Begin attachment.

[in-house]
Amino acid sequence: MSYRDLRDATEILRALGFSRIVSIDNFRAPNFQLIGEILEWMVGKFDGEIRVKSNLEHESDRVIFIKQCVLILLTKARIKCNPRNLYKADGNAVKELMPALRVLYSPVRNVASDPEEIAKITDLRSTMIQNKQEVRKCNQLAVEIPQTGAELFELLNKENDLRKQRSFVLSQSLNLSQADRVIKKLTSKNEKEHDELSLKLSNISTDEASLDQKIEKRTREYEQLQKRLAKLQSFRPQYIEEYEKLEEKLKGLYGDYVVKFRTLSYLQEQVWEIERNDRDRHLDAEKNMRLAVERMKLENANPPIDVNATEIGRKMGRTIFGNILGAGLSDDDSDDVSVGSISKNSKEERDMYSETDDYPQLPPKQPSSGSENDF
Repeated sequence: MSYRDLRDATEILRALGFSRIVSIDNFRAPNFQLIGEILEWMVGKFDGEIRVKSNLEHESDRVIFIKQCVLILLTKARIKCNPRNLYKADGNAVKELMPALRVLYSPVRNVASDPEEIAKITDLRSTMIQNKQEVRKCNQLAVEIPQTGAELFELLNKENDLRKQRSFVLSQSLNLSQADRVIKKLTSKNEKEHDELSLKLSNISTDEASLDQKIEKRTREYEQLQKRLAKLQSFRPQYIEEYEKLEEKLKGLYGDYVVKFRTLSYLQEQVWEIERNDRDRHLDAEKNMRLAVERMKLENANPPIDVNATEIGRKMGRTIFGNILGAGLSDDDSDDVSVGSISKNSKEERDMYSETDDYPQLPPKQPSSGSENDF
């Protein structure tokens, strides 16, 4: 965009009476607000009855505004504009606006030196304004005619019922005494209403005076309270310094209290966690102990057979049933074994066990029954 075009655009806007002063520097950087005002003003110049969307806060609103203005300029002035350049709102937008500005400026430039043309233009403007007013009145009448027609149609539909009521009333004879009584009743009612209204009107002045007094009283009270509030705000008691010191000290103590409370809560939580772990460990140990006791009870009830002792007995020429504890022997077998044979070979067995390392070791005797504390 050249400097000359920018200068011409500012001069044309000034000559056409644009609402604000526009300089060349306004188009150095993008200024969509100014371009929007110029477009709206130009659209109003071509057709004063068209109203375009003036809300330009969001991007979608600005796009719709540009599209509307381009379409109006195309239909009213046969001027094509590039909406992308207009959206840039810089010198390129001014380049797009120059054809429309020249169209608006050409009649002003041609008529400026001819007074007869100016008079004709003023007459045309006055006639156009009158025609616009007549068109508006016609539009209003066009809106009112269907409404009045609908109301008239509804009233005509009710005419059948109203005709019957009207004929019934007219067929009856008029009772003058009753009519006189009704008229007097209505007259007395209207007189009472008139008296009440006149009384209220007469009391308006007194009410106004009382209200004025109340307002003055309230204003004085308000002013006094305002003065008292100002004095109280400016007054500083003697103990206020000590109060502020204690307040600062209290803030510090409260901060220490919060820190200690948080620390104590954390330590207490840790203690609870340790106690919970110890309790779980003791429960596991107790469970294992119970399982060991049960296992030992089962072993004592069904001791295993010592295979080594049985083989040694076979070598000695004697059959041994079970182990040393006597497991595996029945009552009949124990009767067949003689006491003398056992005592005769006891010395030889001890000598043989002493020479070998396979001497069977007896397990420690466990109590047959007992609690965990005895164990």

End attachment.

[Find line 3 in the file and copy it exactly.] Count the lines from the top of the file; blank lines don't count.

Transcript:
Repeated sequence: MSYRDLRDATEILRALGFSRIVSIDNFRAPNFQLIGEILEWMVGKFDGEIRVKSNLEHESDRVIFIKQCVLILLTKARIKCNPRNLYKADGNAVKELMPALRVLYSPVRNVASDPEEIAKITDLRSTMIQNKQEVRKCNQLAVEIPQTGAELFELLNKENDLRKQRSFVLSQSLNLSQADRVIKKLTSKNEKEHDELSLKLSNISTDEASLDQKIEKRTREYEQLQKRLAKLQSFRPQYIEEYEKLEEKLKGLYGDYVVKFRTLSYLQEQVWEIERNDRDRHLDAEKNMRLAVERMKLENANPPIDVNATEIGRKMGRTIFGNILGAGLSDDDSDDVSVGSISKNSKEERDMYSETDDYPQLPPKQPSSGSENDF